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Dr. Z's Forecast
Paul Zimmerman
January 14, 2002
Bucs at Eagles. The concept seemed terrific for Tampa Bay: Line up in a big-back set with 237-pound Jameel Cook blocking for 248-pound Mike Alstott, or pair Alstott with speedy Warrick Dunn for a running attack with some flash. Except that it hasn't happened.
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January 14, 2002

Dr. Z's Forecast

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Bucs at Eagles. The concept seemed terrific for Tampa Bay: Line up in a big-back set with 237-pound Jameel Cook blocking for 248-pound Mike Alstott, or pair Alstott with speedy Warrick Dunn for a running attack with some flash. Except that it hasn't happened.

The Bucs usually come out throwing because they like to get wideout Keyshawn Johnson involved early, and if things are working out O.K. and their defense is playing with passion and they get a lead, they come back with Alstott as a kind of afterthought. If he gets his yards, that's what people remember.

Tampa Bay, however, ranks near the bottom of the league in rushing and will be playing in Philadelphia, where it gets cold and windy this time of year. So if the Buccaneers truly commit themselves to running the ball against a defense with a banged-up line that has struggled recently against the rush, then I give them a shot. I don't believe they'll go this route, though. I think that Tampa Bay will take to the air early, and that the Eagles will shut that down. Then the Bucs will come back with the run, but by then they'll be behind. Philadelphia wins it, and watch the turnovers. They'll be big.

Jets at Raiders. Same message: Run the ball. When New York beat Oakland on Sunday, the message didn't get through. Curtis Martin, the NFL's leading rusher going into the game, carried seven times in the first half, even though the Raiders had been shaky against the run and were minus their best defensive lineman, Darrell Russell. Then again, it's hard for offensive coordinators to be considered brilliant if they just bang away.

What won it for the Jets last week? Young legs. Their defense overwhelmed an old and tired Oakland team and put more heat on Rich Gannon (right) than he could handle. I see the same thing happening on Saturday, unless New York decides to go flashy with multiple-wideout packages and tries to set up Vinny Testaverde for a big day. The Jets are my pick.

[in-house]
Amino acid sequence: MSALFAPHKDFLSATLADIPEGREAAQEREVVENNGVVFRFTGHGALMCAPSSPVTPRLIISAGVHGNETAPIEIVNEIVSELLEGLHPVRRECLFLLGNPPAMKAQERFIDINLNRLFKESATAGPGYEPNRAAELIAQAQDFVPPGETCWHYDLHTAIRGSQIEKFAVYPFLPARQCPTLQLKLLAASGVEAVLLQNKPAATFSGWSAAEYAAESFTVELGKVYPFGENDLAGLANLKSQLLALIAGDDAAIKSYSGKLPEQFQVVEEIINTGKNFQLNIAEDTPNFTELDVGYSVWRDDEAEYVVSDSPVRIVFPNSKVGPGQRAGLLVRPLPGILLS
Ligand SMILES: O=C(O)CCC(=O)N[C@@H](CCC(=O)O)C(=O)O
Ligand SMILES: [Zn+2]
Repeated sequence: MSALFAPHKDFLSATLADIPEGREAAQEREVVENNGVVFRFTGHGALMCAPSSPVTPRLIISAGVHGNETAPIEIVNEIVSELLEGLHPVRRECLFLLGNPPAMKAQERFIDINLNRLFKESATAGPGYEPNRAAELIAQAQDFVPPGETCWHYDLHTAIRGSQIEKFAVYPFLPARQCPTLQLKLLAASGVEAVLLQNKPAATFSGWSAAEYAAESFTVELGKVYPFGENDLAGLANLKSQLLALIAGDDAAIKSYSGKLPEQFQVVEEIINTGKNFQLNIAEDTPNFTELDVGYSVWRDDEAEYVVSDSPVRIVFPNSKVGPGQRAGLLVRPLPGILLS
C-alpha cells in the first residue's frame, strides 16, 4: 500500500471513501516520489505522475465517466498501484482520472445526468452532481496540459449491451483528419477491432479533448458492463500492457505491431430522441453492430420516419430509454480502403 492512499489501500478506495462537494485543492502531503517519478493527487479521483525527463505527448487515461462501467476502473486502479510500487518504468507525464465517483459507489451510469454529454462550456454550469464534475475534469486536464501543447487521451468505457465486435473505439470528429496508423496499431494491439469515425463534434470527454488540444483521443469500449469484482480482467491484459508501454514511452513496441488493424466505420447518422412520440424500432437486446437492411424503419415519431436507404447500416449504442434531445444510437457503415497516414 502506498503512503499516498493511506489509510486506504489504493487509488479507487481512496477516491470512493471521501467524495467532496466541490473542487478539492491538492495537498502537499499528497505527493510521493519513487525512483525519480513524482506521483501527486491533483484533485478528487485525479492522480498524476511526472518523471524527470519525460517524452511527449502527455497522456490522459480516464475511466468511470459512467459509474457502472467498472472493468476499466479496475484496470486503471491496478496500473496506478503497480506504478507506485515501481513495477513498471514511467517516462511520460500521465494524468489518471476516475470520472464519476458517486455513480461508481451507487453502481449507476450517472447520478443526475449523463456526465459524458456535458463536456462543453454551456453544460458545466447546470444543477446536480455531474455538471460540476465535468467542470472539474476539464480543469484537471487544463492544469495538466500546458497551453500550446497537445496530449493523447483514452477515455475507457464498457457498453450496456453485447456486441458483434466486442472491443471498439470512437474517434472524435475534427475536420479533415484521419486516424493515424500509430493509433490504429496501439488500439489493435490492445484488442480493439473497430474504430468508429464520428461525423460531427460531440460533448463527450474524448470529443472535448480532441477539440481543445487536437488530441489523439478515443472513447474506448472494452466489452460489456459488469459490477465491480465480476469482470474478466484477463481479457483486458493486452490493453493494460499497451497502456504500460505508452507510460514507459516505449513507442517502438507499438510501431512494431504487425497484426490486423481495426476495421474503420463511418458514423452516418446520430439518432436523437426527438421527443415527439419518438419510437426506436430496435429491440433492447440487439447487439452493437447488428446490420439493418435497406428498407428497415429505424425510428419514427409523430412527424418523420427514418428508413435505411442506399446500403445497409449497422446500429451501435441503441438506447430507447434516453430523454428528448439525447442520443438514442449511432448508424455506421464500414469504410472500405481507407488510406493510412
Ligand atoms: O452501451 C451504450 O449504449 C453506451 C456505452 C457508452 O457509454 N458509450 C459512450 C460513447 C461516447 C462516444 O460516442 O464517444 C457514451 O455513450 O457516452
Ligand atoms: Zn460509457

49ers at Packers. A lot of good San Francisco teams have frozen on the tundra. Green Bay has won seven of the past eight matchups between the two teams, including the last four at home. But maybe this is the right time for the Niners to end the skid. Jeff Garcia is coming off a four-touchdown performance. The Packers no doubt will be pestered by the distraction of the gimme sack that Brett Favre handed the Giants' Michael Strahan on Sunday.

San Francisco is a well-coached team with a defense that's good enough to gain the upper hand if Favre experiences the early wildness that has occasionally plagued him. I'm trying to build a case for the Niners, but I'm afraid I'm forced to march in familiar lockstep—the losing streak, the cold weather and Favre's mastery of it. The Packers get the nod.

Ravens at Dolphins. Whose defense will do the most damage? Do you like Baltimore's against Jay Fiedler or Miami's working on Elvis Grbac? Can one of these gentlemen surprise us with a career game?

I don't think either team will run very much. I see about five interceptions. The question is, Which side will get more of them? The Dolphins' biggest concern is the torn muscle in the right shoulder of Zach Thomas, their far-ranging middle linebacker. Call this an if pick—if Thomas can go, I'll take Miami. If he sits, I like the Ravens.

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